4. Supply Chain Cycle Time – Lead times are one of the most common aspects of a supply chain. By adding the cumulative lead time together and determining how long it would take to produce and ship a product if all inventory were zero, leaders can understand the flexibility and agility of their supply chain. By knowing this information, they can work to craft better vendor arrangements, address transportation and logistics, and shorten the cycle time.
  5. On-Time Shipping Rate – Another ubiquitous term, on-time shipping is still considered a vital indicator of supply chain efficiency. It is derived by taking on-time shipped items by total shipped multiplied by one hundred. Armed with this knowledge, leaders can focus on improving supply chain efficiency.
  6. Inventory Turnover – Inventory turnover is especially important for manufacturers. By taking the cost of goods sold (COGS) and dividing it by the average inventory cost, leaders can see how many times each year the inventory turns. The more turns each year, the greater the opportunity to profit from invested inventory.
  7. Inventory Velocity – Another inventory KPI, inventory velocity is the opening stock divided by the sales forecast. This gives leaders an idea of what inventory will be consumed over a specified time (month, quarter) and helps provide insight into what steps need to be taken to optimize inventory.

Providing or Supporting Supply Chain KPIs with Automation Software

With accurate, relevant metrics, leaders, and decision-makers can set goals, develop strategies, and focus on process improvement that guides the company to higher profitability. But analyzing and formatting this information is time-consuming. It is also beyond what human analysis can accomplish on its own.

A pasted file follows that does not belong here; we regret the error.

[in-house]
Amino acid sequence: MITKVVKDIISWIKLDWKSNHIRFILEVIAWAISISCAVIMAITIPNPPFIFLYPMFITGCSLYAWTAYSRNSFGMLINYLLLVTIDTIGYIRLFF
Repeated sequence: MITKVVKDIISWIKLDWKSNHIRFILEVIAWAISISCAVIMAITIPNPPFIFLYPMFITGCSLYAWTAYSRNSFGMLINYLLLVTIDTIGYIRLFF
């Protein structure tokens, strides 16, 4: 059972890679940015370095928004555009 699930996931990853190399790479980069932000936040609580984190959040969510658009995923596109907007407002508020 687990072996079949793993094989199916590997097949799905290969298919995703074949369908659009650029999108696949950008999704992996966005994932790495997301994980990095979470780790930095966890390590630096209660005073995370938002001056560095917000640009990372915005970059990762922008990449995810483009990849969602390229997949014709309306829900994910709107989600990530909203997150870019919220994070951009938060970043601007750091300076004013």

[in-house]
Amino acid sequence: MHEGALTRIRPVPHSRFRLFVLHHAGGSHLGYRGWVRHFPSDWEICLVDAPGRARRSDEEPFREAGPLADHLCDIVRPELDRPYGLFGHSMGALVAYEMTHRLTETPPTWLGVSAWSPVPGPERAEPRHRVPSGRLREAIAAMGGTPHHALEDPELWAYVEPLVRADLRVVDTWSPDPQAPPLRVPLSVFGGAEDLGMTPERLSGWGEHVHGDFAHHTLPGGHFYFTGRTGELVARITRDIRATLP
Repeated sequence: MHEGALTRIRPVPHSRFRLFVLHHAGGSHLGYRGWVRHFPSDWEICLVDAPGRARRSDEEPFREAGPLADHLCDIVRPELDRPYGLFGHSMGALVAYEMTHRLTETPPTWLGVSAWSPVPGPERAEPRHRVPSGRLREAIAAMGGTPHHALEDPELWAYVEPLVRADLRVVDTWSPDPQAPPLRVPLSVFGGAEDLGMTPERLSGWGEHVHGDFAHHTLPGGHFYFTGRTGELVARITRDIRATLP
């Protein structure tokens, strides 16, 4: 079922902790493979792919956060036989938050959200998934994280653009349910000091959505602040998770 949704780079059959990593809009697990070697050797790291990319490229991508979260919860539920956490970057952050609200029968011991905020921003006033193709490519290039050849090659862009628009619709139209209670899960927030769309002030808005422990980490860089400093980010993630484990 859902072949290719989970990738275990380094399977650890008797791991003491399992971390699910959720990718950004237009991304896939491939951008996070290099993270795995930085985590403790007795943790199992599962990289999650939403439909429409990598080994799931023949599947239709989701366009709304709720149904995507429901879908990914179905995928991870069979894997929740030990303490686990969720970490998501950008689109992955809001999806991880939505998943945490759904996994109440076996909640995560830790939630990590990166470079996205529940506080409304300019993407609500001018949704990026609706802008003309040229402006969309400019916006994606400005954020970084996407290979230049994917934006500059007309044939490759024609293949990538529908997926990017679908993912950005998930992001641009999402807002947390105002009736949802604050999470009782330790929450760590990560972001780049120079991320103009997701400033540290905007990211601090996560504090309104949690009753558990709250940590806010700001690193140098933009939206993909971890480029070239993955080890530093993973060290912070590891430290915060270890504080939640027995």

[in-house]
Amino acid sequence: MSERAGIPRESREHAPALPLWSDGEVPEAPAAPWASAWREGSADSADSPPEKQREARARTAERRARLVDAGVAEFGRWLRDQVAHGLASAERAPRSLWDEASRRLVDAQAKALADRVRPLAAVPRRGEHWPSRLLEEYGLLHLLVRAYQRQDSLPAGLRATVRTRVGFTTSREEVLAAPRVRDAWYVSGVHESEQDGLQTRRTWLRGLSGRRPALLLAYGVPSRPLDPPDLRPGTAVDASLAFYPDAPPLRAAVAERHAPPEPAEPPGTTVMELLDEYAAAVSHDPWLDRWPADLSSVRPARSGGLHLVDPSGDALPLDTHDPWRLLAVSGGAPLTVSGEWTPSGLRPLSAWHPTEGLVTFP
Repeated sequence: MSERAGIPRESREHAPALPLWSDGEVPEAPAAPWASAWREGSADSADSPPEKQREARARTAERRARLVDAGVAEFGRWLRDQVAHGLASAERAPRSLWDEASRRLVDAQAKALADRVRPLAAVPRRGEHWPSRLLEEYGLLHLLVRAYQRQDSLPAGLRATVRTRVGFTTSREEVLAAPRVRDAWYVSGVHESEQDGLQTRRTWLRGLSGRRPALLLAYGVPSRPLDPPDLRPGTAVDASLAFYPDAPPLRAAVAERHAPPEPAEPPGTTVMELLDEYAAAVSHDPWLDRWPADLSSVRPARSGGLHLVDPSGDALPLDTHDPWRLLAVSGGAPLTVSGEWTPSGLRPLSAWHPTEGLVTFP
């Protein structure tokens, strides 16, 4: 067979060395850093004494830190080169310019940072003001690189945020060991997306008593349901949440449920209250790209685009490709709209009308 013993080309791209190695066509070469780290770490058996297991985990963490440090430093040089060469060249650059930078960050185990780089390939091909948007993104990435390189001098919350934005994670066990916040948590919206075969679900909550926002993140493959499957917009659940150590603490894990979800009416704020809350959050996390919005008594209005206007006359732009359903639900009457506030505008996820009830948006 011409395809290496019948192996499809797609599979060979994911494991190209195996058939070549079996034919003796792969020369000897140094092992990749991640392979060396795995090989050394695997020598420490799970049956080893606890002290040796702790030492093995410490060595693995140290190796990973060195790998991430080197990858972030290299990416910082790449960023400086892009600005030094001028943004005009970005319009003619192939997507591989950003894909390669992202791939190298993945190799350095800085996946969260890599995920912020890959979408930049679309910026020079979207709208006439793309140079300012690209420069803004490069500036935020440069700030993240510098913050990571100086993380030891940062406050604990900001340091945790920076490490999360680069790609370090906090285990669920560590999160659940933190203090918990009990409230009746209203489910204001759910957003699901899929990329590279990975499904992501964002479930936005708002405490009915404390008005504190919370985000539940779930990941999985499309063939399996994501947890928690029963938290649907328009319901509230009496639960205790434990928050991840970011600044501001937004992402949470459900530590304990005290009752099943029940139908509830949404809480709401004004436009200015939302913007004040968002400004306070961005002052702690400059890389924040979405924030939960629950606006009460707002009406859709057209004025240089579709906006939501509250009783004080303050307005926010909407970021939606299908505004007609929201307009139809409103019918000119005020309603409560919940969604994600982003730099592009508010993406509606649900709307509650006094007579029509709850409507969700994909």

Automation software that focuses on supply chains can provide the tools and resources needed to power these metrics and get them into the hands of those who need them quickly. Using advanced algorithms, near-real-time data, and rich visualizations, this software can give leaders the information and insight they need to make good decisions quickly.

Intuitive and best-in-class software platforms by Plex DemandCaster such as Inventory Forecasting and Optimization software, Demand and Supply Planning software, and others can provide you with the analytical tools needed to not only provide these metrics and KPIs to leadership. They also provide actionable data to make changes and adjustments that result from these KPIs – adjustments that will improve and optimize your supply chain moving forward.

About the Author

Plex DemandCaster Supply Chain Planning

Since joining forces with Plex, by Rockwell Automation, in 2016, we’ve harnessed the power of its Smart Manufacturing Platform and industry knowledge to offer a digitized supply chain planning product. It seamlessly unites your business from the plant floor to the executive suite. To learn more about how we are bringing the Connected Enterprise to life across industrial enterprises, visit

Plex DemandCaster